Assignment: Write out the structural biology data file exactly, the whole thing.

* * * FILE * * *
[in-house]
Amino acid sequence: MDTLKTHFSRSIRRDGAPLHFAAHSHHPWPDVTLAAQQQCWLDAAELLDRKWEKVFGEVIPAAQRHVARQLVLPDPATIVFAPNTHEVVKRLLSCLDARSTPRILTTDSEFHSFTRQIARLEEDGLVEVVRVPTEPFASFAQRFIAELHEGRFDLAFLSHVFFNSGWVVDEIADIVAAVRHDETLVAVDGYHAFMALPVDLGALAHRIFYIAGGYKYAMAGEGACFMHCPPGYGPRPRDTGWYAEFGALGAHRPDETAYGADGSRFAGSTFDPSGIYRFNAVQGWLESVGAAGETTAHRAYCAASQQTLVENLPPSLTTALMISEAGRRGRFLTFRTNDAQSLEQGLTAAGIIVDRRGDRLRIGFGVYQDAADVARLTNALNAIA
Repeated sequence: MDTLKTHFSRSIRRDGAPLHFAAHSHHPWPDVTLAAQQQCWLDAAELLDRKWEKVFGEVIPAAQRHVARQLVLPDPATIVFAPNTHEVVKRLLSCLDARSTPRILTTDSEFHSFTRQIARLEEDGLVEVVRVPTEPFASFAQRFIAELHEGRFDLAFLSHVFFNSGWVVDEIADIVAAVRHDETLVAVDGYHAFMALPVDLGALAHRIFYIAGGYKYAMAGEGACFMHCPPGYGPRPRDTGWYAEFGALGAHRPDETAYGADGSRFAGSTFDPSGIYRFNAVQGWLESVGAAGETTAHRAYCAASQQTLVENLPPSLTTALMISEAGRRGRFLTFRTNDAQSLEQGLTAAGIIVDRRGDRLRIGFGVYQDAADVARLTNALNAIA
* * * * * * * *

[in-house]
Amino acid sequence: MDTLKTHFSRSIRRDGAPLHFAAHSHHPWPDVTLAAQQQCWLDAAELLDRKWEKVFGEVIPAAQRHVARQLVLPDPATIVFAPNTHEVVKRLLSCLDARSTPRILTTDSEFHSFTRQIARLEEDGLVEVVRVPTEPFASFAQRFIAELHEGRFDLAFLSHVFFNSGWVVDEIADIVAAVRHDETLVAVDGYHAFMALPVDLGALAHRIFYIAGGYKYAMAGEGACFMHCPPGYGPRPRDTGWYAEFGALGAHRPDETAYGADGSRFAGSTFDPSGIYRFNAVQGWLESVGAAGETTAHRAYCAASQQTLVENLPPSLTTALMISEAGRRGRFLTFRTNDAQSLEQGLTAAGIIVDRRGDRLRIGFGVYQDAADVARLTNALNAIA
Repeated sequence: MDTLKTHFSRSIRRDGAPLHFAAHSHHPWPDVTLAAQQQCWLDAAELLDRKWEKVFGEVIPAAQRHVARQLVLPDPATIVFAPNTHEVVKRLLSCLDARSTPRILTTDSEFHSFTRQIARLEEDGLVEVVRVPTEPFASFAQRFIAELHEGRFDLAFLSHVFFNSGWVVDEIADIVAAVRHDETLVAVDGYHAFMALPVDLGALAHRIFYIAGGYKYAMAGEGACFMHCPPGYGPRPRDTGWYAEFGALGAHRPDETAYGADGSRFAGSTFDPSGIYRFNAVQGWLESVGAAGETTAHRAYCAASQQTLVENLPPSLTTALMISEAGRRGRFLTFRTNDAQSLEQGLTAAGIIVDRRGDRLRIGFGVYQDAADVARLTNALNAIA